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Getting to Know You :: Ariel Rainey

‘Getting to Know You’ introduces you to pastors and ministry leaders within the Fellowship of European International Church network. In this story, we highlight Ariel Rainey, pastor of IC: Madrid.

Share with us a little about your life ‘pre-missions’.
I am from Baltimore, Maryland, and grew up in a Pentecostal family heavily involved in church ministry. I feel like I grew up in the church building because we were there nearly every day! My parents also sent us to a Baptist school, which taught the Word of God more than anything else. I am very thankful for that because it truly became the frame around which the rest of my life formed.  For college, I went to the University of Valley Forge, where I studied pastoral ministry. It’s funny because I did not intend to pastor a church. I just felt strongly that God told me to major in that, although I didn’t feel a particular call to pastoring. However, I now see how God used it even all those years ago.

Tell us about your ministry work before you came to Europe.
I left the United States at age 21 and started with AGWM as a missionary associate serving in the Palestinian Territory (the West Bank).  I served there for six years and then received my career appointment.  My ministry there was primarily using education to evangelize students and their families. I taught English to teenagers. I got my master’s in administration while serving there and discovered my love of organizational leadership. I also led my first multiethnic, multilingual ministry there, a precursor for pastoring an international church!

How did God lead you to Europe and briefly describe your assignments before Madrid?
I came into Europe through a side door. I expected to serve in Senegal, West Africa, but in those days, that meant going to France to learn French. The Lord sometimes moves unexpectedly, and I ended up staying in France, helping the French Assemblies of God plant the idea of Muslim ministry among local churches.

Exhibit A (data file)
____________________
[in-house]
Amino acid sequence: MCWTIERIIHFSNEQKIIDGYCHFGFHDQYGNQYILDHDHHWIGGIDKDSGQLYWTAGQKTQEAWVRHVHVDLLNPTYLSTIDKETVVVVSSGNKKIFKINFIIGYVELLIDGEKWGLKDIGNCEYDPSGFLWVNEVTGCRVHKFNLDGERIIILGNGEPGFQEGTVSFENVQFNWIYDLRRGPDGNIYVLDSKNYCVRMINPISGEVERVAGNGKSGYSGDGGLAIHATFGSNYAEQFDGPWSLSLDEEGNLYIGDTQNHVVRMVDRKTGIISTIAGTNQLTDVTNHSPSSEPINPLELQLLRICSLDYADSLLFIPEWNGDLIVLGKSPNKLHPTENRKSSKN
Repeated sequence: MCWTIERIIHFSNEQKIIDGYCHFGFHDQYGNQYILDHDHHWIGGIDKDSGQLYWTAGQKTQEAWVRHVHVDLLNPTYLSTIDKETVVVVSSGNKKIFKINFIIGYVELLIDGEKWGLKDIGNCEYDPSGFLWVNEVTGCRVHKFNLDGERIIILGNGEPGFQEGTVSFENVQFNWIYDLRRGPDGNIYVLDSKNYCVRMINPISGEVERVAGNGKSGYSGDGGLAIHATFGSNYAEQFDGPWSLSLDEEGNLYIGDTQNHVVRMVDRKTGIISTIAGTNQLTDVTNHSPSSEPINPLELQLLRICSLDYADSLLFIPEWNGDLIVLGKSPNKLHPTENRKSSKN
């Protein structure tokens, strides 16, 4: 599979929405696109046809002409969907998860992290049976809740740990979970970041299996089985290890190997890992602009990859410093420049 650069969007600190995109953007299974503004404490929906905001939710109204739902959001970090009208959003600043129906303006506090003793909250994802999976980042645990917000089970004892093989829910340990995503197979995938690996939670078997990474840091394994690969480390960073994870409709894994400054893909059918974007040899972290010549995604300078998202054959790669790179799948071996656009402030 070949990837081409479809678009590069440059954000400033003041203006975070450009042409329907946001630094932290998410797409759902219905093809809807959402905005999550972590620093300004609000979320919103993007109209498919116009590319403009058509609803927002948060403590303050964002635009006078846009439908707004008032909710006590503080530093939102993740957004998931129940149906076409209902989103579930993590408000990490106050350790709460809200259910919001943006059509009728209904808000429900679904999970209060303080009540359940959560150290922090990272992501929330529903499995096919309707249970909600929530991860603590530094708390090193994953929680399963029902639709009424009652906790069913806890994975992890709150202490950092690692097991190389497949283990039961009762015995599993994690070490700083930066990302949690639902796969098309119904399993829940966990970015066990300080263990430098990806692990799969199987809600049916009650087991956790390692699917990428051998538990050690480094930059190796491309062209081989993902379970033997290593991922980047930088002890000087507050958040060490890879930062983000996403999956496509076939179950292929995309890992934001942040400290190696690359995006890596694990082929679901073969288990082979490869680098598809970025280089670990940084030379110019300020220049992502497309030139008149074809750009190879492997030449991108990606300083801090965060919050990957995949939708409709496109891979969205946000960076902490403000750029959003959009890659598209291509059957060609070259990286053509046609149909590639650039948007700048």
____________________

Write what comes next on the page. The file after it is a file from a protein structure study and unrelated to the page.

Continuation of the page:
I was in France for a full term, but missed doing face-to-face ministry to Muslims, so I was hoping to return to Palestine. However, God had other plans! In the meantime, a good friend suggested I come to Spain to work with African and Arab refugees, and in prayer, I came to Spain to work with Oasis Center in Madrid and did that for four years while attending International Church: Madrid.

I had no idea when I chose IC: Madrid to be my church in Spain in 2014 that one day, God would ask me to pastor the church!

What do you find most interesting about living and ministering in Madrid?
I love Madrid, and I’m pretty sure everyone knows it! I am naturally a night person, so when I first came here, I felt like I’d finally found where I belonged my whole life because Spain is a nighttime culture.

I love the dry climate, which is incredibly like where I served in the West Bank, and I seem to flourish in the Mediterranean environment (other than July, which is just deadly in Madrid).

I love the relational culture of Spain, where the weekends find people eating with friends on the open-air terraces of Spain’s restaurants or walking as a family together in the parks.

What do you think are Madrid’s greatest spiritual needs?